A group of senior doctors from Calvary's Bruce public hospital want the government to halt its controversial compulsory acquisition of the hospital.
The doctors say, in an open letter, they are insulted the government did not consult with them before reaching the decision to forcibly acquire the hospital.
They are concerned about "ineffective administration and poor culture" within Canberra Health Services and have questioned whether the organisation has the ability to run a second hospital.
"Ultimately, if you compromised both public hospitals, it is the ACT residents who are going to suffer," the letter said.
The group, who has asked to remain anonymous for fear of retribution, has also said they are sick of "mistreatment and misrepresentation". They are alarmed the government has accepted some staff will not stay at Calvary when Canberra Health Services takes over the running of the hospital.
"We are not just some numbers; we represent skills and experiences that are not easily replaceable," the letter said.
The group has demanded their concerns be listened to before the government passes legislation to acquire Bruce hospital.
The doctors have outlined their concerns in an open letter addressed to members of the ACT's Legislative Assembly and residents of the territory.
"It is an insult to treat health care staff like we are properties that we would just accept whatever terms and conditions the government proposed," the doctors said.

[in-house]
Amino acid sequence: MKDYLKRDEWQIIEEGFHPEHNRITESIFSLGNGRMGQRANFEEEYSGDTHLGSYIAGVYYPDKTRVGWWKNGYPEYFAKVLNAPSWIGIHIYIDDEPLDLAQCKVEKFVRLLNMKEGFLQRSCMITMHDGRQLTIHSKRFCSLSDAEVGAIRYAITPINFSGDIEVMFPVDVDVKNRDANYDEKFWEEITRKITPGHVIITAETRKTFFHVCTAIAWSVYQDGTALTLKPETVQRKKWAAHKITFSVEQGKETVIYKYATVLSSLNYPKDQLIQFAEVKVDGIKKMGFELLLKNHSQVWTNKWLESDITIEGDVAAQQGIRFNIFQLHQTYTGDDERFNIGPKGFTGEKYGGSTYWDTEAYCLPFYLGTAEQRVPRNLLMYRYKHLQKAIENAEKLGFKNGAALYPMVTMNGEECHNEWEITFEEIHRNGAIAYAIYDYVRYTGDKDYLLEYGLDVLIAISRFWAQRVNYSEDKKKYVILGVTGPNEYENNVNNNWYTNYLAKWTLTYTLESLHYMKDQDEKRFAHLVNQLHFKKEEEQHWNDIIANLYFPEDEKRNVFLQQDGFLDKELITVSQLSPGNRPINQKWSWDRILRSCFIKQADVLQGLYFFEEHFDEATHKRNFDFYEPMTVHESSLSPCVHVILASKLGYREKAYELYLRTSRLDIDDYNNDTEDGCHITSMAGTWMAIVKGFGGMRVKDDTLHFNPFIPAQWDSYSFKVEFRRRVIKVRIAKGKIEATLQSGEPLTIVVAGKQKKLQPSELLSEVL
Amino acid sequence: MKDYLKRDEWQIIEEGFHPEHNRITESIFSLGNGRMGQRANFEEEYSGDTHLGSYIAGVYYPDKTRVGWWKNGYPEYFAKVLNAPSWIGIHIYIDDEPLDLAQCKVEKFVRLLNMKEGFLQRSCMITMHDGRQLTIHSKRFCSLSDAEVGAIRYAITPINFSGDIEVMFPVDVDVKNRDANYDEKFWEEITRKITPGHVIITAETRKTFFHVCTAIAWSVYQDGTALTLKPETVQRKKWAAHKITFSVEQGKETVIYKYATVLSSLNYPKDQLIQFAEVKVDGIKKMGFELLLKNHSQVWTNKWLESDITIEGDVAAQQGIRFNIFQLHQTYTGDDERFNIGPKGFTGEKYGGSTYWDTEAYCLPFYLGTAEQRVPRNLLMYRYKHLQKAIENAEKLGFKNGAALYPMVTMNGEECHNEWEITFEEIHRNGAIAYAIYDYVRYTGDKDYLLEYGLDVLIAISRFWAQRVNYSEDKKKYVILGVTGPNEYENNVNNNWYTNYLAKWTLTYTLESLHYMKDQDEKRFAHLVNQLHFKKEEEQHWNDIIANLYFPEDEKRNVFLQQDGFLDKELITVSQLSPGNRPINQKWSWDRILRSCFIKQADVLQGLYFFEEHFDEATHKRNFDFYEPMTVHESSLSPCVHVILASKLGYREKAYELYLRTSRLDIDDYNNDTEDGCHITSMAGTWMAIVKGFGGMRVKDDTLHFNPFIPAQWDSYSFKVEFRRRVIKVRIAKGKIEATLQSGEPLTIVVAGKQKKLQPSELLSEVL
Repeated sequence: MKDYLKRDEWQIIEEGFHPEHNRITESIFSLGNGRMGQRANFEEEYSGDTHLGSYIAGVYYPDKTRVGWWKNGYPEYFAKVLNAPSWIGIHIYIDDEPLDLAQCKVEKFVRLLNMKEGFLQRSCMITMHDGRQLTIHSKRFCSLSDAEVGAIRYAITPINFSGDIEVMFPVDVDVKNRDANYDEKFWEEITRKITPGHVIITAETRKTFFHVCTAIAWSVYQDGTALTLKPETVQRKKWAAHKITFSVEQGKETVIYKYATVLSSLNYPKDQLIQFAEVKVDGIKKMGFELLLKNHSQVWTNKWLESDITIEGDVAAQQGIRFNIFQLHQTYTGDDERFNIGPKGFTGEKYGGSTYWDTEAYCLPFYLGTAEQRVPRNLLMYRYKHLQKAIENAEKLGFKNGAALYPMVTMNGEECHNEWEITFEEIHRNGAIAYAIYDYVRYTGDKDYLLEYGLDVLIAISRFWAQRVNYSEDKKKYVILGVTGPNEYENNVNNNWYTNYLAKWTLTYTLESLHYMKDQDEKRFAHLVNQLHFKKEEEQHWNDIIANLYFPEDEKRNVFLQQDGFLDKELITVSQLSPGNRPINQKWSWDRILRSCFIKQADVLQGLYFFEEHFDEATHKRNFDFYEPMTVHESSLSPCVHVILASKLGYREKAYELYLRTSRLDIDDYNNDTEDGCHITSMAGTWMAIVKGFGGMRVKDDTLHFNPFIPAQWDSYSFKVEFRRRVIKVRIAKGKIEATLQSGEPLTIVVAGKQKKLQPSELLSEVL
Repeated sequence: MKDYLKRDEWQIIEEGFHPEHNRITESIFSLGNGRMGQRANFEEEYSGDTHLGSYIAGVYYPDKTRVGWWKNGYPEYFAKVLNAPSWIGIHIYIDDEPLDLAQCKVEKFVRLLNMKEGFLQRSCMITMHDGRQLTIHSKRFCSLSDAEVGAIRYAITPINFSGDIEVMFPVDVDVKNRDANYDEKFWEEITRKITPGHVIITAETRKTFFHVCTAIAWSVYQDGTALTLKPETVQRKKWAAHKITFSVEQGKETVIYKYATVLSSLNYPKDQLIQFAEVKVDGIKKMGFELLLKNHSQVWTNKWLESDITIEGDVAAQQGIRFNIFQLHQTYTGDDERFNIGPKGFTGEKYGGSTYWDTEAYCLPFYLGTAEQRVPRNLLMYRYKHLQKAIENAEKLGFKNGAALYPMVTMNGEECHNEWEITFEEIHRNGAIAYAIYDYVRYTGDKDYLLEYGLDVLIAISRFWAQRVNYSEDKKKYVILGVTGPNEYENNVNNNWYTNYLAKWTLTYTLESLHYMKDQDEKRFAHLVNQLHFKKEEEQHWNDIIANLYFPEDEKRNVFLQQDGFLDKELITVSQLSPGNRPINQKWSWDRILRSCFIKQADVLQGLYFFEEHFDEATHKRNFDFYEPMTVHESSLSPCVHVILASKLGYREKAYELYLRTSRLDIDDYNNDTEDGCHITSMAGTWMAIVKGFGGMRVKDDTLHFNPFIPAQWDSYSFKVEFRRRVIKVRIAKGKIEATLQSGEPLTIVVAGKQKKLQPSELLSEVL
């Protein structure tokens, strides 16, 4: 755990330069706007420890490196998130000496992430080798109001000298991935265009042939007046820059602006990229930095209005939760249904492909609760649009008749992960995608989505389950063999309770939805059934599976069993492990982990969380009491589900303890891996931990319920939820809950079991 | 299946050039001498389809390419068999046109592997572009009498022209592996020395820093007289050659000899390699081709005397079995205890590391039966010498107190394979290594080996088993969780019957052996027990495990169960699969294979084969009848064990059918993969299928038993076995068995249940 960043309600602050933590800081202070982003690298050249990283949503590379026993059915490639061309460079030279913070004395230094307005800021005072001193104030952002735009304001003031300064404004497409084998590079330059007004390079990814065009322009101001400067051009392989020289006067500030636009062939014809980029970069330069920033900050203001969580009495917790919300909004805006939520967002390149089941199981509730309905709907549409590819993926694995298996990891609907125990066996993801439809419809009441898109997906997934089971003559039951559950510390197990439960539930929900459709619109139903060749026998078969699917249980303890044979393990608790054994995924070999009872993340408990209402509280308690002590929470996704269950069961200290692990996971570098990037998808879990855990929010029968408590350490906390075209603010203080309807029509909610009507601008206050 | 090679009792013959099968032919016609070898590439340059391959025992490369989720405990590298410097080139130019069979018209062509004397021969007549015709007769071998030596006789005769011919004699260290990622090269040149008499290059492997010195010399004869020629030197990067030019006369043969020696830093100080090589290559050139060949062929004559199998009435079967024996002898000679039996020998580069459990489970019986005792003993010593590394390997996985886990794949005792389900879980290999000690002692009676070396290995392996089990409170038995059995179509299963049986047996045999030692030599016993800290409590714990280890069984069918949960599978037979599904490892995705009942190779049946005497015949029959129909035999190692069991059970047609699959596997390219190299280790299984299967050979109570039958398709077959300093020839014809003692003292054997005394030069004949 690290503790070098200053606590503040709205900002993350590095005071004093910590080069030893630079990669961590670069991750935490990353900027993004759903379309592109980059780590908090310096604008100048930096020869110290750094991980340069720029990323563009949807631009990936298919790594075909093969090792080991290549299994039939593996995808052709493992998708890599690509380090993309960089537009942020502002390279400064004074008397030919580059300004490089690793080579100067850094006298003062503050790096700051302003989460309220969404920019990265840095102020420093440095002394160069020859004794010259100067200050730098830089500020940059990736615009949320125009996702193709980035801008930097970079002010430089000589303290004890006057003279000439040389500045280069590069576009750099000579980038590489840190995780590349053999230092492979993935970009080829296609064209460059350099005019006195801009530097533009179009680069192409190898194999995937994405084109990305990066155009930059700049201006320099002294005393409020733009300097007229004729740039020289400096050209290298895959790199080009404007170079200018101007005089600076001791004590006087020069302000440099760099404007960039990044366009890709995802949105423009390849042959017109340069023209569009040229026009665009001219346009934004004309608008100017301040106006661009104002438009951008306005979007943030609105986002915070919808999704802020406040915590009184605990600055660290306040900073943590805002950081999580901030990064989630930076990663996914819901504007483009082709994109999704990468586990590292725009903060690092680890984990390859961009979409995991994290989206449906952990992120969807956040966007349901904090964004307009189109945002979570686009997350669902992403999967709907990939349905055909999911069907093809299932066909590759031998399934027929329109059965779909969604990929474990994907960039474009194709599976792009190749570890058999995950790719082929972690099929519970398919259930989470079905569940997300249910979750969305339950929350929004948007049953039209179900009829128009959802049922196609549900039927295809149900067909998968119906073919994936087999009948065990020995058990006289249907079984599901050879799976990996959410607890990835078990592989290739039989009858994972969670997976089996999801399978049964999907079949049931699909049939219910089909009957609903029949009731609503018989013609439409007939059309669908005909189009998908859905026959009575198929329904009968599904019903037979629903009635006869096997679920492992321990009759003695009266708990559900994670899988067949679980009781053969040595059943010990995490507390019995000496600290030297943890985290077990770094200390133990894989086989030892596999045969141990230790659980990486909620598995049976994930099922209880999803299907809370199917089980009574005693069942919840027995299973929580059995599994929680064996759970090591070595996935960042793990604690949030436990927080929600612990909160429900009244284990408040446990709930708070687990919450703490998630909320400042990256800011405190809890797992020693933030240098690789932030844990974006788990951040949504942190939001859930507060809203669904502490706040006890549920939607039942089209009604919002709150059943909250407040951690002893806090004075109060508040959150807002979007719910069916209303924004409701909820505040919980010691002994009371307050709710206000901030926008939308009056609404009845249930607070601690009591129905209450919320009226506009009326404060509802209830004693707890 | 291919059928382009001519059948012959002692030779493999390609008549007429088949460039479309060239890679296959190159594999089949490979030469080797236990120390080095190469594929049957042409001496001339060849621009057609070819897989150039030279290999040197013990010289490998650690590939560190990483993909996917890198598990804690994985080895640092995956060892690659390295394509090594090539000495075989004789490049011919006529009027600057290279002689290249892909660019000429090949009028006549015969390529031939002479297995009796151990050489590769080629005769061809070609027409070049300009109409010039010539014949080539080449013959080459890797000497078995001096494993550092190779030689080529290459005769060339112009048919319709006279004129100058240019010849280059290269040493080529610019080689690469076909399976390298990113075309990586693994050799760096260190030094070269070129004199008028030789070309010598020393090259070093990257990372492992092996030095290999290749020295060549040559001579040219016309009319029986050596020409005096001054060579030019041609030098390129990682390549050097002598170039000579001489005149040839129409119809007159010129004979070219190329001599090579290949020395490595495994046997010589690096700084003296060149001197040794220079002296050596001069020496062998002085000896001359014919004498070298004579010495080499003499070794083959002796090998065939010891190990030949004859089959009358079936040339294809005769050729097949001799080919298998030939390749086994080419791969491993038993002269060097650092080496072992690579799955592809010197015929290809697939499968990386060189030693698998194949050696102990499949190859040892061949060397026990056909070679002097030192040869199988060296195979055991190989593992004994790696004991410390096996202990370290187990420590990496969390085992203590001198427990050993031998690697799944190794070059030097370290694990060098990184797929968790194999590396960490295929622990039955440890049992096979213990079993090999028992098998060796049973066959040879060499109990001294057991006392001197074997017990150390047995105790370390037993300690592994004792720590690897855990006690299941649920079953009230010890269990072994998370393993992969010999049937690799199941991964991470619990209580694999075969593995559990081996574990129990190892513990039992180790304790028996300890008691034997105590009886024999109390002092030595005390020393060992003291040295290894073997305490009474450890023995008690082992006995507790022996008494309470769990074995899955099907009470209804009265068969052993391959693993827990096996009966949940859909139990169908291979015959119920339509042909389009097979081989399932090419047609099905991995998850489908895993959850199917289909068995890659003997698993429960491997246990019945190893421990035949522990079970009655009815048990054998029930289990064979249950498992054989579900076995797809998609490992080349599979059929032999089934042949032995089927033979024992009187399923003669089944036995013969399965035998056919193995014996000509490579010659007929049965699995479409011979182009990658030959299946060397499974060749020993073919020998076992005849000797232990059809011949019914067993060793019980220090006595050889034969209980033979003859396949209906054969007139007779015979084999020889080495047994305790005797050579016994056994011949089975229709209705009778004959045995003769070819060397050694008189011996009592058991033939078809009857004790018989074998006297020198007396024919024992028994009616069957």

"We believe we live in a democratic society where our rights and opinions matter.
"Consultation is a bare minimum for us to understand the process and implications to our career before such drastic action is taken. We request a due process and consultation involving health care workers first."
The ACT government will compulsorily acquire the Bruce public hospital on July 3, in a move the government has said will lead to a more integrated health system.
The government only told Calvary management on May 8.
It was announced publicly on May 10 and legislation was introduced to the Legislative Assembly on May 11.
The legislation is expected to pass the Assembly on May 31, with the bill allowed to bypass normal procedures. Normally legislation is referred to a committee which can choose to undertake an inquiry and the law cannot pass until this is completed but the bill will be able to pass before any inquiry is finished.
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The ACT government has said the reason this legislation is moving through the parliament so quickly is to give staff certainty.
"This is about providing certainty for staff. Providing them with a clear timeline and an opportunity to have enough time to get across the information to make decisions about what they want to do," Health Minister Rachel Stephen-Smith said.
"The independent advice we have received from people who have done this kind of thing before across Australia is that providing a very clear timeline, providing staff with enough time to get across the detail, to understand what this means for them but not dragging it out. Not dragging out a debate about their workplace and creating uncertainty about when change is going to occur."
But the group of senior Calvary doctors do not agree.
"We do not need the false reassurances from politicians and administrators," they wrote.
"We demand to have our concerns heard and addressed before such a rushed motion is passed. We support a new northside hospital and a better service to the community but let us help and support us doing so."
The Australian Medical Association held a meeting with 30 doctors from Calvary on Tuesday night to discuss the acquisition.
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